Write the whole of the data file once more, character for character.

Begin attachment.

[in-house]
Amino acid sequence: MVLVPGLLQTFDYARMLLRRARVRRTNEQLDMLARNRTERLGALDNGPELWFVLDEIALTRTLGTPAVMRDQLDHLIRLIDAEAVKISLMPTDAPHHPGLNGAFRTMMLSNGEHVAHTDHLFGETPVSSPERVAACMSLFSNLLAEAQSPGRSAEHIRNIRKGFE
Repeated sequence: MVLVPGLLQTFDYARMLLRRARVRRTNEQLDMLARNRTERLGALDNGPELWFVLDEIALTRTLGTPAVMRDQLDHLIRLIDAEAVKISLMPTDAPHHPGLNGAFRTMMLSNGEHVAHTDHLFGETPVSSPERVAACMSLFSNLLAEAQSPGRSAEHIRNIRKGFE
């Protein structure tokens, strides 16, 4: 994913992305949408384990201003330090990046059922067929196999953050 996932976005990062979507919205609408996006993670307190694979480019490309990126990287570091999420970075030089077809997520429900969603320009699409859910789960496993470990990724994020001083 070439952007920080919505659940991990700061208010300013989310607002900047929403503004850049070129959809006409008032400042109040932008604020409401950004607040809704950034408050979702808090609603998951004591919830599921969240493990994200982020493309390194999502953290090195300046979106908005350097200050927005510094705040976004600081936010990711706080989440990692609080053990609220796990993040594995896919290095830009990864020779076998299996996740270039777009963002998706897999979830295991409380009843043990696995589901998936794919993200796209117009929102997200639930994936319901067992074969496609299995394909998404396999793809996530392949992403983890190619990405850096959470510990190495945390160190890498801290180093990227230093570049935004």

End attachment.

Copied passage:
[in-house]
Amino acid sequence: MVLVPGLLQTFDYARMLLRRARVRRTNEQLDMLARNRTERLGALDNGPELWFVLDEIALTRTLGTPAVMRDQLDHLIRLIDAEAVKISLMPTDAPHHPGLNGAFRTMMLSNGEHVAHTDHLFGETPVSSPERVAACMSLFSNLLAEAQSPGRSAEHIRNIRKGFE
Repeated sequence: MVLVPGLLQTFDYARMLLRRARVRRTNEQLDMLARNRTERLGALDNGPELWFVLDEIALTRTLGTPAVMRDQLDHLIRLIDAEAVKISLMPTDAPHHPGLNGAFRTMMLSNGEHVAHTDHLFGETPVSSPERVAACMSLFSNLLAEAQSPGRSAEHIRNIRKGFE
């Protein structure tokens, strides 16, 4: 994913992305949408384990201003330090990046059922067929196999953050 996932976005990062979507919205609408996006993670307190694979480019490309990126990287570091999420970075030089077809997520429900969603320009699409859910789960496993470990990724994020001083 070439952007920080919505659940991990700061208010300013989310607002900047929403503004850049070129959809006409008032400042109040932008604020409401950004607040809704950034408050979702808090609603998951004591919830599921969240493990994200982020493309390194999502953290090195300046979106908005350097200050927005510094705040976004600081936010990711706080989440990692609080053990609220796990993040594995896919290095830009990864020779076998299996996740270039777009963002998706897999979830295991409380009843043990696995589901998936794919993200796209117009929102997200639930994936319901067992074969496609299995394909998404396999793809996530392949992403983890190619990405850096959470510990190495945390160190890498801290180093990227230093570049935004």